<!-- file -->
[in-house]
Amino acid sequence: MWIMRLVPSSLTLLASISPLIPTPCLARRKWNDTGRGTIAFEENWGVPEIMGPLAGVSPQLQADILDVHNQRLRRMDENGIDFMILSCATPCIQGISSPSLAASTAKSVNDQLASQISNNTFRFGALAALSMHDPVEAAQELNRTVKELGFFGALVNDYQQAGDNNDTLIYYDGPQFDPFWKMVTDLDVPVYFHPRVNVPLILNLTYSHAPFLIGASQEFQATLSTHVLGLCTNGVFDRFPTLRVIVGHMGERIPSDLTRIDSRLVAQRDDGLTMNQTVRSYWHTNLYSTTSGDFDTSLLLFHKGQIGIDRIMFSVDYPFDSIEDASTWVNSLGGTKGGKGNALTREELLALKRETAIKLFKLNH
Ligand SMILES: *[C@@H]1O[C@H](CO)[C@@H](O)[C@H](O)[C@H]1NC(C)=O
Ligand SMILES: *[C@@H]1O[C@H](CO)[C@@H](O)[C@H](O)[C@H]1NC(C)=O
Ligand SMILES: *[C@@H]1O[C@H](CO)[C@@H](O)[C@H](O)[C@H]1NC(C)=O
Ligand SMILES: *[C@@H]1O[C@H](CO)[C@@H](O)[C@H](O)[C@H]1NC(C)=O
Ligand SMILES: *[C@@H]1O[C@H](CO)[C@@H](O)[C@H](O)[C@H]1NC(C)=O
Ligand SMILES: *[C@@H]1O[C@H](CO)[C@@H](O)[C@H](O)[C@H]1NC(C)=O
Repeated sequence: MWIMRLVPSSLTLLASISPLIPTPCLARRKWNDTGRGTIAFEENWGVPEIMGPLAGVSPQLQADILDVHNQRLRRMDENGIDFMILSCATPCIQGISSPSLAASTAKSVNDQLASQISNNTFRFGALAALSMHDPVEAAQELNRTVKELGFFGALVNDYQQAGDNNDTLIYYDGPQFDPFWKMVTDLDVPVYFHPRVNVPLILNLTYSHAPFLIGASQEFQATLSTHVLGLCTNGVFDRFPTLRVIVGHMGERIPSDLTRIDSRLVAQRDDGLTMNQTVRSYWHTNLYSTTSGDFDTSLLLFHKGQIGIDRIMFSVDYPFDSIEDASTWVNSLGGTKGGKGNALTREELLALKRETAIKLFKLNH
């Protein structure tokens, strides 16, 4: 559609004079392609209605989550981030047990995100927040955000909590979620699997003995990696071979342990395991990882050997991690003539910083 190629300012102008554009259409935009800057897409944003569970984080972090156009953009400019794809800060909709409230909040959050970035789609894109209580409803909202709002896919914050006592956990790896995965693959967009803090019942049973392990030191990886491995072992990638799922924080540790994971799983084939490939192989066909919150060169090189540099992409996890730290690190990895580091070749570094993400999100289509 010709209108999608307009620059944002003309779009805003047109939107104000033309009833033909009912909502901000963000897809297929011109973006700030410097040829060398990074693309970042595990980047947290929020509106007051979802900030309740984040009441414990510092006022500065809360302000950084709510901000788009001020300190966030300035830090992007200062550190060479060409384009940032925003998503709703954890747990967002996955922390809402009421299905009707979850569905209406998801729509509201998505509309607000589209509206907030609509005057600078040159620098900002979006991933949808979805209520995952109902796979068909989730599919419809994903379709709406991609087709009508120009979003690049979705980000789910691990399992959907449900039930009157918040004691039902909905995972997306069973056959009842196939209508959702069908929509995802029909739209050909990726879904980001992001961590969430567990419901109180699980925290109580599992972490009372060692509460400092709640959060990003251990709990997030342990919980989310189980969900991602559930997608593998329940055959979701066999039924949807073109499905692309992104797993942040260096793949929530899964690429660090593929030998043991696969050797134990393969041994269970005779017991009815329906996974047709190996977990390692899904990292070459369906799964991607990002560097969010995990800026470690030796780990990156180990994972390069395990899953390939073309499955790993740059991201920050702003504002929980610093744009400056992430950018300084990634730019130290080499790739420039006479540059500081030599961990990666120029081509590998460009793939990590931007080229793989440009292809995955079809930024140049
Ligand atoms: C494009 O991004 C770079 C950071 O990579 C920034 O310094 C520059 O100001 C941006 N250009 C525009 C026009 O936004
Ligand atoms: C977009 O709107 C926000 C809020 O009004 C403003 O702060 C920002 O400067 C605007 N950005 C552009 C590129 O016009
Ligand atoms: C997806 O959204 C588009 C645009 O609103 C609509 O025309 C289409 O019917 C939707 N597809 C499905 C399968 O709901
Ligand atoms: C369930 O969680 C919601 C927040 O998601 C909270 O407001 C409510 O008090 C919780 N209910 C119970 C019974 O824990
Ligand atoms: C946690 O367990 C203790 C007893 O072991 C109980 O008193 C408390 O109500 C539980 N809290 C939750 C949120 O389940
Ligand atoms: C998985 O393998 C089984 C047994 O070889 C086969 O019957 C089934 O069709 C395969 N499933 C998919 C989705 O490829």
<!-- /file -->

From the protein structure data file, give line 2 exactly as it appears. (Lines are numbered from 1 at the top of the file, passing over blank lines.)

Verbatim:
Amino acid sequence: MWIMRLVPSSLTLLASISPLIPTPCLARRKWNDTGRGTIAFEENWGVPEIMGPLAGVSPQLQADILDVHNQRLRRMDENGIDFMILSCATPCIQGISSPSLAASTAKSVNDQLASQISNNTFRFGALAALSMHDPVEAAQELNRTVKELGFFGALVNDYQQAGDNNDTLIYYDGPQFDPFWKMVTDLDVPVYFHPRVNVPLILNLTYSHAPFLIGASQEFQATLSTHVLGLCTNGVFDRFPTLRVIVGHMGERIPSDLTRIDSRLVAQRDDGLTMNQTVRSYWHTNLYSTTSGDFDTSLLLFHKGQIGIDRIMFSVDYPFDSIEDASTWVNSLGGTKGGKGNALTREELLALKRETAIKLFKLNH